Caregivers Deserve Cake, Too

Christine - Harrisburg, Pennsylvania
Entered on March 3, 2009
Age Group: 30 - 50
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“This I Believe”: Caregivers Deserve Cake, Too

Last year, at a staff meeting, we were asked to share something exciting that had happened recently. A co-worker, fresh from maternity leave, bubbled with the fizzy joy of new motherhood. I was fresh from Family Medical Leave, and had just finished a 12-week journey with my 64 year-old mother that began, “I don’t feel well” and ended in death. As such, I was fizz-less.

On that day, I marveled with more than a little bitterness at how different two life experiences could be: For one, there’s presents, joy, cake, MORE. And the other, illness, sorrow, loss, LESS. And no cake.

I believe that Caregivers deserve cake, too. And we deserve first dibs on the piece with the flower. Because unlike brides and grooms, and new parents(hopefully), we didn’t really sign up. We were recruited from the pull of really big love.

Caregivers learn very quickly that love is not enough. You learn to become a pharmacist, because you are asked to “play with” different combinations of potent painkillers. This surprises you, because you always associated “play” with Barbies and Legos, not highly regulated narcotics. If you’re a woman, hospice nurses ask you to do very personal things to your loved one, things they would not ask your brother to do. You learn that your little green notebook is the most reliable medical record around, and if you don’t have the CD with the x-rays, no one else will, either. You wear the Lifeline alert watch because if you both fall down while walking to the bedroom, there is no one to hand you the telephone. You threaten to get a tattoo that says, “I’m not a nurse, I am only her daughter” and it will break your heart in a thousand pieces, because for the first 40 years of your relationship, that was enough.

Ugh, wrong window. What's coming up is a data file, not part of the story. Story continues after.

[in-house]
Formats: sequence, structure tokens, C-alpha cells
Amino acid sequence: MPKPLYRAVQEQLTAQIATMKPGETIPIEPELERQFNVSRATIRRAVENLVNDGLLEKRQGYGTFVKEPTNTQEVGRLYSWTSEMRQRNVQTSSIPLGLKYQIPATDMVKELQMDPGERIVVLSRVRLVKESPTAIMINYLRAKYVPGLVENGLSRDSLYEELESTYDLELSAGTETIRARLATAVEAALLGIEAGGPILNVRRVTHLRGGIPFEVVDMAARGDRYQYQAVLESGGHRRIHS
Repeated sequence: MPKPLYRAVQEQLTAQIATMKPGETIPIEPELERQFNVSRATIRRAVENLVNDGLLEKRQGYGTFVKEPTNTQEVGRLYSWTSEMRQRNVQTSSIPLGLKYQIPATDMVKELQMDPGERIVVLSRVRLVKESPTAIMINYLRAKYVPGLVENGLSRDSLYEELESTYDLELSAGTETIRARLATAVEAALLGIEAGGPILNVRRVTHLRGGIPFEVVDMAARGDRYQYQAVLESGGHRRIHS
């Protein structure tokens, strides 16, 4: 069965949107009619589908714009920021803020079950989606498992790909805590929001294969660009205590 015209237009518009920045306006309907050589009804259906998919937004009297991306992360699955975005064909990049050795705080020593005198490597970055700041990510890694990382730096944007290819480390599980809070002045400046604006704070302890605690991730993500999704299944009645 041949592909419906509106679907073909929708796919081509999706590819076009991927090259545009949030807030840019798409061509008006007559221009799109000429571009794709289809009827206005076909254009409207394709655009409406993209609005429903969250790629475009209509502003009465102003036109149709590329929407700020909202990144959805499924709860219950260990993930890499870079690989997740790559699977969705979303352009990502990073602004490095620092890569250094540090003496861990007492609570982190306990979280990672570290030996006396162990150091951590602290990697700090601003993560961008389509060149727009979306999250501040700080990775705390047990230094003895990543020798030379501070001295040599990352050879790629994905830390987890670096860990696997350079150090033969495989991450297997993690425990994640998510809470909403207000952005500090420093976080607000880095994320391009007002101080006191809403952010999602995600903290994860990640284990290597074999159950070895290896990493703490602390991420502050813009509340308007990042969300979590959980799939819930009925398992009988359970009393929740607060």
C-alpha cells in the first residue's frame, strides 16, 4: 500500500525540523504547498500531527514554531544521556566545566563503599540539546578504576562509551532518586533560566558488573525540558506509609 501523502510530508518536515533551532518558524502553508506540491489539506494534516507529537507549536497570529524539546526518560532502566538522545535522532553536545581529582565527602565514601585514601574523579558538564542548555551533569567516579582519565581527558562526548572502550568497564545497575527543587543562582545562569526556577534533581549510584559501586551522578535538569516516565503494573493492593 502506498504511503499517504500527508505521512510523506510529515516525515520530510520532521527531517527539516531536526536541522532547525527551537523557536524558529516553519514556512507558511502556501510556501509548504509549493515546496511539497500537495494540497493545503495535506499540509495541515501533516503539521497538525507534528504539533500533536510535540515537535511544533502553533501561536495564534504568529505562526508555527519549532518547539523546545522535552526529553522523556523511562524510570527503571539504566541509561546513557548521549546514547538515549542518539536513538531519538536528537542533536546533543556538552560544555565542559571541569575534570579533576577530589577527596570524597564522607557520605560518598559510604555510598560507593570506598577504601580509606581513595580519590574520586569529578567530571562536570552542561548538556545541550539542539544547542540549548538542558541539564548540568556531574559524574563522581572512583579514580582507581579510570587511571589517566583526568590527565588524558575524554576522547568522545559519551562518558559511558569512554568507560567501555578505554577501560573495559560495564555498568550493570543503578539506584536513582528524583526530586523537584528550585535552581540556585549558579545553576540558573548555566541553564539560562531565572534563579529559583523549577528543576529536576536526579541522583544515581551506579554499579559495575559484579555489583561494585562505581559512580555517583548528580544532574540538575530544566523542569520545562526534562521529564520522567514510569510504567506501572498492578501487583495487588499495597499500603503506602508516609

I remember thinking several times that wretched spring, “This is it – we’ve hit rock bottom”. Like the day we got bad news, or the day we lost power and the oxygen tank stopped. I was always horrified that if given a few days or hours, there really was something worse around the corner. It was like plunging to your death in an elevator in 20 foot increments, forever.

After the funeral, I thought. “OK, it’s over; I’m taking to my bed”. But then I used the last few pages of my little green notebook to document visits to lawyers, bankers, and realtors. I’ve handed out so many death certificates, I feel like a public records vending machine. I find myself giving care to matters long after my care-ee is gone.

But I know I would do it all again, only more brilliantly this time, because if I had a do-over, I’d have experience and wisdom instead of just love. And I’d be fueled by a very generous piece of cake. With flowers.